The new FAR/BAR contract forms, which came into effect in April, 2017 introduced a number of key changes. These include the revision of the financing contingency. The overhaul was necessitated by the confusion surrounding the contingency of Section 8(b). The concept of a written loan commitment is no longer applicable due to limited use in real estate transactions.
The old provision was aimed at ensuring certainty for sellers when it comes to the possibility of being inconvenienced by buyers’ late-breaking credit denial.
On the other hand, a number of buyers’ agents failed to consider the link between built-in timelines and deadlines they listed as closing or commitment date. The discrepancy often resulted in the issuing of untimely cancellation notices. This meant that buyer’s funds were prematurely deemed as due.
The old contract form regarded the commitment deadline as a stepping off point. As a result, the provision became a source of considerable confusion.
For many, the commitment deadline provided an opportunity to consider additional arrangements. Either party could cancel the contract in the event that the same occurred within the prescribed period, which is seven days before the commitment or closing date.
The new provision eliminates any ambiguity associated with the old contract form. It stipulates that buyers are required to submit a written notice if they are unable to obtain a loan approval within the specified period. This requirement is applicable when the buyer intends to terminate the contract and obtain a refund.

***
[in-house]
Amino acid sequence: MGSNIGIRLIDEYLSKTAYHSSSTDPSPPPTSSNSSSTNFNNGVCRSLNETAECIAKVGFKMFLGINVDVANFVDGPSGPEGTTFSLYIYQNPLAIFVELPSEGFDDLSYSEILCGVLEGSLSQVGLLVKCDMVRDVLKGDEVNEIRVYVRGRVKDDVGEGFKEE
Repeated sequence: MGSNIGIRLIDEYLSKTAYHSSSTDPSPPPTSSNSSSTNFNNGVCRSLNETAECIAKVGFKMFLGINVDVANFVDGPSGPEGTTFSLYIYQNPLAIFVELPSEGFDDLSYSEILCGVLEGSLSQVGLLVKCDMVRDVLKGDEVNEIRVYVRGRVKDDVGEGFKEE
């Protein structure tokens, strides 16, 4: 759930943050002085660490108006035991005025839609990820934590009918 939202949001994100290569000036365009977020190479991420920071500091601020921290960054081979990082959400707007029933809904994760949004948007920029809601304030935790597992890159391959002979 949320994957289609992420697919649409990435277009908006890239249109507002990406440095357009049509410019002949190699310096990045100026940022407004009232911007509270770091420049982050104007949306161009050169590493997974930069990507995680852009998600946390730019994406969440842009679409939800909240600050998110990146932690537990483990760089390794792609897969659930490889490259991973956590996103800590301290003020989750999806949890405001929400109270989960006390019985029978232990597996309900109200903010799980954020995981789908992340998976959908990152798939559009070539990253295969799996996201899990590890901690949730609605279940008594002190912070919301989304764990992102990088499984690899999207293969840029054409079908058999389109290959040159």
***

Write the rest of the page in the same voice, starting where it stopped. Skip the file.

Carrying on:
The revised contingency does not make any exceptions when it comes to the deadline. Sellers can exercise the cancellation option three days following the expiration of the approval period. The condition comes into effect in the event that the buyer does not submit the notice.
The seller’s right to cancel is applicable under various circumstances, including:
- The buyer received approval
- The buyer failed to tender the cancellation notice
- A waiver of financing contingency applies to the buyer’s case
The new FAR/BAR provides flexibility to sellers who are unsure of the buyer’s ability to close. However, some stakeholders may be concerned that the contract overhaul failed to address the issue of the buyer’s last-minute, no consequence cancellation. Such a termination would take place when an appraisal of the property falls through. The same applies to cases in which the buyer does not meet conditions of the loan approval.
For more information, talk to the professionals at All Property Title.